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finite abelian group

Contents

Definition

A finite abelian group is a group which is both finite and abelian.

Properties

Proposition

If a finite abelian group AA has order |A|=p{\vert A \vert} = p a prime number, then it is the cyclic group p\mathbb{Z}_p.

Proposition

If AA is a finite abelian group and pp \in \mathbb{N} is a prime number that divides the order |A|{\vert A \vert}, then equivalently

This is Cauchy's theorem restricted to abelian groups.

Proof

We prodeed by induction on the order of AA. For |A|=2{\vert A \vert} = 2 we have that A= 2A = \mathbb{Z}_2 is the unique group of order 2 and the statement holds for p=2p =2.

Assume then that the statement has been show for groups of order <n\lt n and let |A|=n{\vert A \vert} = n.

If AA has no non-trivial proper subgroup then nn must be prime and A= nA = \mathbb{Z}_n a cyclic group and the statement follows.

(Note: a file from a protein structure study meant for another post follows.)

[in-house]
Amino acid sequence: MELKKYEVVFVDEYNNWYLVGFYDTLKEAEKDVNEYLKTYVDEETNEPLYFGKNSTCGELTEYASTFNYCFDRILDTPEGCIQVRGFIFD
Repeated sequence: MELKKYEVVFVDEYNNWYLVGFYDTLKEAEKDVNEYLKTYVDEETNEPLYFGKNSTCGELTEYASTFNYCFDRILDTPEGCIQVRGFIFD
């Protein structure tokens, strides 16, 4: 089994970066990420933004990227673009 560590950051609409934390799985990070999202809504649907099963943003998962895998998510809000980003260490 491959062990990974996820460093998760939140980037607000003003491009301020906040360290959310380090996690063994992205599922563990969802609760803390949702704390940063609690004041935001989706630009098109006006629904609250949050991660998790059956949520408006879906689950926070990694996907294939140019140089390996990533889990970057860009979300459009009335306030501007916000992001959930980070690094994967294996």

If AA does have a non-trivial proper subgroup HAH \hookrightarrow A then pp divides either |H|{\vert H \vert} or |A/H|\vert A/H\vert.

In the first case by induction assumption HH has an element of order pp which is therefore also an element of GG of order pp.

In the second case there is by induction assumption an element aAa \in A such that a+HA/Ha + H \in A/H has order pp. Since the order of a+HA/Ha + H \in A/H divides the order of aAa \in A it follows that aa has order kpk p for some kk \in \mathbb{N}. Then kak a has order pp.

Theorem

Every finite abelian group is the direct sum of cyclic groups of order p kp^k for a prime number pp \in \mathbb{N} (its p-primary groups).

See for instance (Sullivan).

References

  • John Sullivan, Classification of finite abelian groups (pdf)

Revised on November 17, 2013 23:26:12 by Urs Schreiber (89.204.138.155)